Drivers on cell phones clogging traffic: study
The study here concludes that gabbing motorists add 20 hours a year to a typical hour-long commuter route. Not sure how significant that really is, but distracted drivers are a problem for sure.
WASHINGTON - Drivers talking on cell phones are probably making your commute even longer, concludes a new study.
Motorists yakking away, even with handsfree devices, crawl about 2 mph slower on commuter-clogged roads than people not on the phone, and they just don't keep up with the flow of traffic, said study author David Strayer, a psychology professor at the University of Utah.
If you commute by car an hour a day, it could all add around 20 hours a year to your commute, Strayer said.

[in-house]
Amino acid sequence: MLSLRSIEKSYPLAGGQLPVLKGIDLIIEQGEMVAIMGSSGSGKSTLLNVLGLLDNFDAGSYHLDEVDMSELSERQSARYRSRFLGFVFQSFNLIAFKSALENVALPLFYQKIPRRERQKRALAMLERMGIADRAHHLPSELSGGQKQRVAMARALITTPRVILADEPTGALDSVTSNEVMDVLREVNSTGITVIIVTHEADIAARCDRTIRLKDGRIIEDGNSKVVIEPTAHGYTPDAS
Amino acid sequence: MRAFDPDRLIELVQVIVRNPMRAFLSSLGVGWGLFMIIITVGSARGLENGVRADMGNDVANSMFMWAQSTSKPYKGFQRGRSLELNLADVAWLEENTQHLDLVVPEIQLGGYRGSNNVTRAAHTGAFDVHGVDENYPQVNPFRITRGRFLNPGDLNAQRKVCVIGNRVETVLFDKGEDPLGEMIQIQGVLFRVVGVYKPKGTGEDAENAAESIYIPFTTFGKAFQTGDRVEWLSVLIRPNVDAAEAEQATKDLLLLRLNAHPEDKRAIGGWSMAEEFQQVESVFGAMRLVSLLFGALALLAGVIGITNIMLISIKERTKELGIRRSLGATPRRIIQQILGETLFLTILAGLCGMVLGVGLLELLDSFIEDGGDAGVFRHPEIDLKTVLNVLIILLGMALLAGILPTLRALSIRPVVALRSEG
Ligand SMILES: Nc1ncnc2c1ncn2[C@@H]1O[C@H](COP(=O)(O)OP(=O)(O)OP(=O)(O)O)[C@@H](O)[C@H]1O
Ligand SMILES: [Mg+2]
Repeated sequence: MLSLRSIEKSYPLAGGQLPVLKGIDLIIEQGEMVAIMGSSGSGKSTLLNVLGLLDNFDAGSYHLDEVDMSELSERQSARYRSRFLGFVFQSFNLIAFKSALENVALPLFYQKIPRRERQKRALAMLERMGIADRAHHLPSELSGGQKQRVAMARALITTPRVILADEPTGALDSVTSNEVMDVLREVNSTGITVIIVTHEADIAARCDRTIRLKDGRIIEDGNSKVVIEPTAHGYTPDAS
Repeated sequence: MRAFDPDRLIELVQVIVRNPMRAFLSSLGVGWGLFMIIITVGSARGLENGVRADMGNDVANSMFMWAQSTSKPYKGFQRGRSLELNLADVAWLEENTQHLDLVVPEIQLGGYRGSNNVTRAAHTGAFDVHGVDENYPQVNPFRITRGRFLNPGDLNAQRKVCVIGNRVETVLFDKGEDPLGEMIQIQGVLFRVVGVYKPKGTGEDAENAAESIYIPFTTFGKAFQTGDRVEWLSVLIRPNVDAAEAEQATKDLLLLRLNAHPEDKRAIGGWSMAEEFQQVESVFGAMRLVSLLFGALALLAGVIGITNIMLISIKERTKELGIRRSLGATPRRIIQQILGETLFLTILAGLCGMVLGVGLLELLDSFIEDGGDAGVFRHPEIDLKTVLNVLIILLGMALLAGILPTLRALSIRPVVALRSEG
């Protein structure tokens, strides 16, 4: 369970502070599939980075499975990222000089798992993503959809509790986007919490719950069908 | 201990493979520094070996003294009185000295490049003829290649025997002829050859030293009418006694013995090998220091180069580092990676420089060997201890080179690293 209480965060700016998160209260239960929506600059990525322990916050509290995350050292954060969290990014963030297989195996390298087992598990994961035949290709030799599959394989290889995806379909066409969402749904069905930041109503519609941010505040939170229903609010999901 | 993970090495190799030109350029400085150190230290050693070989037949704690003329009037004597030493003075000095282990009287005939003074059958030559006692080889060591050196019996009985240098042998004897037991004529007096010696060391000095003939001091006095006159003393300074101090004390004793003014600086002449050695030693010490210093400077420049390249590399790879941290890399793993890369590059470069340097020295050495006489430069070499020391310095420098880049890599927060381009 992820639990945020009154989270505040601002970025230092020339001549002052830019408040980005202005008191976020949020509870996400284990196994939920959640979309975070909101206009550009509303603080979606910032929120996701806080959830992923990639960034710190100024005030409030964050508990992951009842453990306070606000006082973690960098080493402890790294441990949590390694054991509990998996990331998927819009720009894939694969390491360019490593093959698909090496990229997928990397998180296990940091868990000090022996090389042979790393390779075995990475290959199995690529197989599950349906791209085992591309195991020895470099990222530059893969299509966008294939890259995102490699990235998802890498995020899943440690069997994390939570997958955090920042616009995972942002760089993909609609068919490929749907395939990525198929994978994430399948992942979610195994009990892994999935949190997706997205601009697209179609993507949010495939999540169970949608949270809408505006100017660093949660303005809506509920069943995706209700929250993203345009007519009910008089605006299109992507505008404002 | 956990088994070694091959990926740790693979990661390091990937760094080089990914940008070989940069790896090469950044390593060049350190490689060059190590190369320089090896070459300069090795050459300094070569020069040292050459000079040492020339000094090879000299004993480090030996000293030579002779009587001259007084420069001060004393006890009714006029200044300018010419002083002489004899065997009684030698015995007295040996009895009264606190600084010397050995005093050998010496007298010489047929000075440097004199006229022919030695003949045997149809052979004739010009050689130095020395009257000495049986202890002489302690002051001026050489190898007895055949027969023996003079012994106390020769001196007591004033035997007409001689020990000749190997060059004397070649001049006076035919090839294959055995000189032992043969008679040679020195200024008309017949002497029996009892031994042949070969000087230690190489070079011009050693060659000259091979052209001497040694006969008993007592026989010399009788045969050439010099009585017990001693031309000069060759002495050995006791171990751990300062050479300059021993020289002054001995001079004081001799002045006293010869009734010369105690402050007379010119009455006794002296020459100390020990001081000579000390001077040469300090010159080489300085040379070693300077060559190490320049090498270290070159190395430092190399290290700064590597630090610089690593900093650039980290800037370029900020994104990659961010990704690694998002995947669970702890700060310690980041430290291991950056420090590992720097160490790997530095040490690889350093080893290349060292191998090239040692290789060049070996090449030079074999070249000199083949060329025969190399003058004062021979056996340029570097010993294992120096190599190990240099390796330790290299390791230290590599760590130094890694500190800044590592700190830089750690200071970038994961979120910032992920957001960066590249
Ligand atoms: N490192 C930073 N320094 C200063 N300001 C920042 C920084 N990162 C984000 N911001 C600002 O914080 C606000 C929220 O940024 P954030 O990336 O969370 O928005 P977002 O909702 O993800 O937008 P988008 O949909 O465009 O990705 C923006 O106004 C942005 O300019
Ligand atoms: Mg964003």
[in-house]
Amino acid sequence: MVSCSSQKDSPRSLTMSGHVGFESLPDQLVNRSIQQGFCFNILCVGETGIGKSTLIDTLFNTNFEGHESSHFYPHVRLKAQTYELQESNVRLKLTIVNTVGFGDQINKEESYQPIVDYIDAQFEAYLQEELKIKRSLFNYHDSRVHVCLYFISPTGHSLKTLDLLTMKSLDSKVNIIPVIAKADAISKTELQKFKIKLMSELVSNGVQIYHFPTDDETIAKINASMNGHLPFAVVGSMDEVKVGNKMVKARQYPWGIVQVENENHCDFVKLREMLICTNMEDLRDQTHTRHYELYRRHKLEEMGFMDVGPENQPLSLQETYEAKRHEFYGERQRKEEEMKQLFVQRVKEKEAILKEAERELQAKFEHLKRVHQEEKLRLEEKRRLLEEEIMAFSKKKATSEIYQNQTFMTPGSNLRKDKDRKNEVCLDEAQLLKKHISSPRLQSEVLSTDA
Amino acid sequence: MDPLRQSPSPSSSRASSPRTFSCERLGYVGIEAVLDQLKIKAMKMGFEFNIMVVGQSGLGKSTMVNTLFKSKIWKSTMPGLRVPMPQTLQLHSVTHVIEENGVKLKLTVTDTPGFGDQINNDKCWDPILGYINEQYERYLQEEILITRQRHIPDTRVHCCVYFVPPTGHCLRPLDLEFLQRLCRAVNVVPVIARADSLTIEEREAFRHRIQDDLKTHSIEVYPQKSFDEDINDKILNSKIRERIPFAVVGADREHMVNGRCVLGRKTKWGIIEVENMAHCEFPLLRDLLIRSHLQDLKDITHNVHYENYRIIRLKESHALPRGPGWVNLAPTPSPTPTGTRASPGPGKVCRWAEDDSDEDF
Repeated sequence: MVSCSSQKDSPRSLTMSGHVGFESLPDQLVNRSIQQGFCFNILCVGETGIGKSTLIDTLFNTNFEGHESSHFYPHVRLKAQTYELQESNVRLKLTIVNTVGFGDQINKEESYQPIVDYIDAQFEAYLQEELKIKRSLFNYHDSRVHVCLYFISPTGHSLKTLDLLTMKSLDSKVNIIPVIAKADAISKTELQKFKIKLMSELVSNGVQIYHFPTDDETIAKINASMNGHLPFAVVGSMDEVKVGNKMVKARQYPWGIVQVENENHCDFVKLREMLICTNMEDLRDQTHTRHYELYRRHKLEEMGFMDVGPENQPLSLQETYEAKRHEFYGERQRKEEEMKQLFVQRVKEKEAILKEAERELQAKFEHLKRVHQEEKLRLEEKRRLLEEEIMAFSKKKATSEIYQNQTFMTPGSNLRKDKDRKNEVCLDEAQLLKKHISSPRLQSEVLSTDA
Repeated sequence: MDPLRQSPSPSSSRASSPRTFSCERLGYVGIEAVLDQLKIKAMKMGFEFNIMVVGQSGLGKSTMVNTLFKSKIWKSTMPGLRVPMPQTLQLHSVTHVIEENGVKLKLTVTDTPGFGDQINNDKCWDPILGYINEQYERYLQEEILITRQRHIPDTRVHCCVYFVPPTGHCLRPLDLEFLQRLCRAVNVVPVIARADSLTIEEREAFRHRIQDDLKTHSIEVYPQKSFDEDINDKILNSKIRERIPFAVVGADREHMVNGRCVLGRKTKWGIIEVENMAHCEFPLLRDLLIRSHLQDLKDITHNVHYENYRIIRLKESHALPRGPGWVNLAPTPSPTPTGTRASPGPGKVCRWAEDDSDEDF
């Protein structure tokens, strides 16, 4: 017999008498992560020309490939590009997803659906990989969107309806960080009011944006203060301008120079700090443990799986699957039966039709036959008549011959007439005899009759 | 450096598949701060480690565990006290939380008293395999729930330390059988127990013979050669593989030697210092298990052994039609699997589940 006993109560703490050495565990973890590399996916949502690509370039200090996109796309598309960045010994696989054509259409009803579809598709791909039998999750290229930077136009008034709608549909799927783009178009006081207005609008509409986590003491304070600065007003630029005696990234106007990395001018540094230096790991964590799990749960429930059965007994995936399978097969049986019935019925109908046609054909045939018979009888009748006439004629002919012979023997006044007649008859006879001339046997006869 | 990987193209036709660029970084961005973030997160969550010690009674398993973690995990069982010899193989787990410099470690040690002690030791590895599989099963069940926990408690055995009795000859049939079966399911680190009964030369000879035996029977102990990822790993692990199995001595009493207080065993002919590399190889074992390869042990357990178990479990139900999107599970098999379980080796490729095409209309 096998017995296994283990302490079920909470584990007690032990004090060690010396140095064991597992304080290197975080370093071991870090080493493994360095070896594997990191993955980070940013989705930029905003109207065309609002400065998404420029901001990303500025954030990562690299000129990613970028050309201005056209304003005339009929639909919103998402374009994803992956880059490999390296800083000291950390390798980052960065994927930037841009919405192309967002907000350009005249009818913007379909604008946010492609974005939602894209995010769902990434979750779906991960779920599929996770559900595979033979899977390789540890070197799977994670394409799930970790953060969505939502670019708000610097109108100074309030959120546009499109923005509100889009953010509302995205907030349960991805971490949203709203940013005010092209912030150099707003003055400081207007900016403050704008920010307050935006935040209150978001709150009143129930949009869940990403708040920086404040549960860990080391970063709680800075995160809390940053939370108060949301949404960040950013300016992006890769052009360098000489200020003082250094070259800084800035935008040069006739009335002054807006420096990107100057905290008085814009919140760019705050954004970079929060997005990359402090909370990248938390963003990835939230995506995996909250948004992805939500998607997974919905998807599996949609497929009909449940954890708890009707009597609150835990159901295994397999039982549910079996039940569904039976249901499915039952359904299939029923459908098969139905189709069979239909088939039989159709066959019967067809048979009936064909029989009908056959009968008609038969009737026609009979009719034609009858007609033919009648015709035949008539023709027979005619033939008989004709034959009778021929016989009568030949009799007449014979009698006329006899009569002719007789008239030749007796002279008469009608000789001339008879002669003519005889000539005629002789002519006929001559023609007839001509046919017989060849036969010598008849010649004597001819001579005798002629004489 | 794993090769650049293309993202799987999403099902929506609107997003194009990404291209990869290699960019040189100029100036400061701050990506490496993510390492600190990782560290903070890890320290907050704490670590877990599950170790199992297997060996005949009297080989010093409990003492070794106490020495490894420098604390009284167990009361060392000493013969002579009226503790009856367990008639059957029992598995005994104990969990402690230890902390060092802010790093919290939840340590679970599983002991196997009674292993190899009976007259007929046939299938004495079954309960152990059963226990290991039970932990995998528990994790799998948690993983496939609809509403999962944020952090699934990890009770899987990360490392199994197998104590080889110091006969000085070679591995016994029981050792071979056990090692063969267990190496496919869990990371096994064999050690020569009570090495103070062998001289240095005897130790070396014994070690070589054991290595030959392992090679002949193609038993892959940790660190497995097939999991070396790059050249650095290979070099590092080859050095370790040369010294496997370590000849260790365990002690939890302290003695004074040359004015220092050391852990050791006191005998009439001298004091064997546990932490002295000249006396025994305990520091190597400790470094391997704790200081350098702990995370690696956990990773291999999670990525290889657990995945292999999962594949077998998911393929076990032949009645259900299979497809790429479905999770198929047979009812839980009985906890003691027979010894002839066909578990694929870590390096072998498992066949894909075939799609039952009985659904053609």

"The distracted driver tends to drive slower and have delayed reactions," said Strayer, whose study will be presented later this month to the Transportation Research Board of the National Academy of Sciences. "People kind of get stuck behind that person and it makes everyone pay the price of that distracted driver."
Strayer's study, based on three dozen students driving in simulators, found that drivers on cell phones are far more likely to stick behind a slow car in front of them and change lanes about 20 percent less often than drivers not on the phone.